Destinations that fall into the “Covid-19 Very High” Level 4 category have had more than 500 cases per 100,000 residents in the past 28 days, according to CDC criteria.

People should avoid traveling to locations designated with a “Level 4” notice, the CDC recommends. Anyone who must travel should be fully vaccinated first, the agency advises. Nearly 90 destinations are now listed as Level 4.

Both Norway and Bulgaria were previously listed as “Level 3: Covid-19 High.” The Level 3 category applies to destinations that have had between 100 and 500 cases per 100,000 residents in the past 28 days.

The CDC’s travel notices range from Level 1 (“low”) to Level 4 (“very high”). The CDC does not list the United States in its travel advisories.

The two new destinations added to Level 4 on September 27 are:

• Bulgaria
• Norway

New Level 3 destinations

Six destinations moved to Level 3 on September 27:

• Bangladesh
• Equatorial Guinea
• Panama
• Saint Barthelemy
• Singapore
• Slovakia

Three places moved down from Level 4: Bangladesh, Panama and Saint Barthelemy (St. Barts).

The other three moved up into the higher-risk Level 3 category. Equatorial Guinea moved up from a previous Level 1 designation, and Singapore and Slovakia moved up from Level 2.

Destinations carrying the “Level 2: Covid-19 Moderate” designation have seen 50 to 99 Covid-19 cases per 100,000 residents in the past 28 days.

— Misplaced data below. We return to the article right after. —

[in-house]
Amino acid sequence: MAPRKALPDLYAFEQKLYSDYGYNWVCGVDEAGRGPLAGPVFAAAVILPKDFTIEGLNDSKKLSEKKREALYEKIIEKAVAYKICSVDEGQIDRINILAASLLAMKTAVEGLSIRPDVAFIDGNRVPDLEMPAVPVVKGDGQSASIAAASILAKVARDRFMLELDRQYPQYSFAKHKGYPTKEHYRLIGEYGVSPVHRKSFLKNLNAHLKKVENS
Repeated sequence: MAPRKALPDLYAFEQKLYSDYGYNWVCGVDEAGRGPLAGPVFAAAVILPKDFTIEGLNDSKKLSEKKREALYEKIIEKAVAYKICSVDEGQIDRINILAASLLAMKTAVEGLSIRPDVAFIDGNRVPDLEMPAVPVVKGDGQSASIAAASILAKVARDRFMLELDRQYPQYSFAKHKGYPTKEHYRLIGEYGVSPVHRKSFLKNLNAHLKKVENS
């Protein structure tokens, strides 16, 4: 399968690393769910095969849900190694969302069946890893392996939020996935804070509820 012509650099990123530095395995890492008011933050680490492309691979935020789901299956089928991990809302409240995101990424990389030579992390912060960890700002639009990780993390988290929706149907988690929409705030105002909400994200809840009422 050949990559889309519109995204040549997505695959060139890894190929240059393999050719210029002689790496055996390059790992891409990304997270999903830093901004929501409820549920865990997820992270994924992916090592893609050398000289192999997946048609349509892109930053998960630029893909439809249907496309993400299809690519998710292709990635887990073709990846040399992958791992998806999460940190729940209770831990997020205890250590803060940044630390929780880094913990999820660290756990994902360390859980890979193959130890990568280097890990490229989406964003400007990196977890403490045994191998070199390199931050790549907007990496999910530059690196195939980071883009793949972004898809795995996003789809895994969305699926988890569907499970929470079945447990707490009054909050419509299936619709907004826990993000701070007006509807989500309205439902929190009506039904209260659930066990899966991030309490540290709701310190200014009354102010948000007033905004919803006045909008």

You can view the CDC’s risk levels for global destinations on its travel recommendations page.

In its broader travel guidance, the CDC has recommended avoiding all international travel until you are fully vaccinated.

“Fully vaccinated travelers are less likely to get and spread Covid-19. However, international travel poses additional risks, and even fully vaccinated travelers might be at increased risk for getting and possibly spreading some Covid-19 variants,” the agency said.

The-CNN-Wire
™ & © 2021 Cable News Network, Inc., a WarnerMedia Company. All rights reserved.

Top image: Tangstad fjord, Norway. (Photo by Olivier Morin/ AFP via Getty Images)



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Covid-19 live updates: Europe moves to jump-start travel; variant danger looms over Britain


Earlier this month, the British Medical Journal cited a study that indicated Britain’s death toll could be as high as 209,000 — official figures put it at 127,000 — and that the figure in the United States could be more than 905,000, significantly higher than the 588,000 cited by coronavirus resource centers and officials.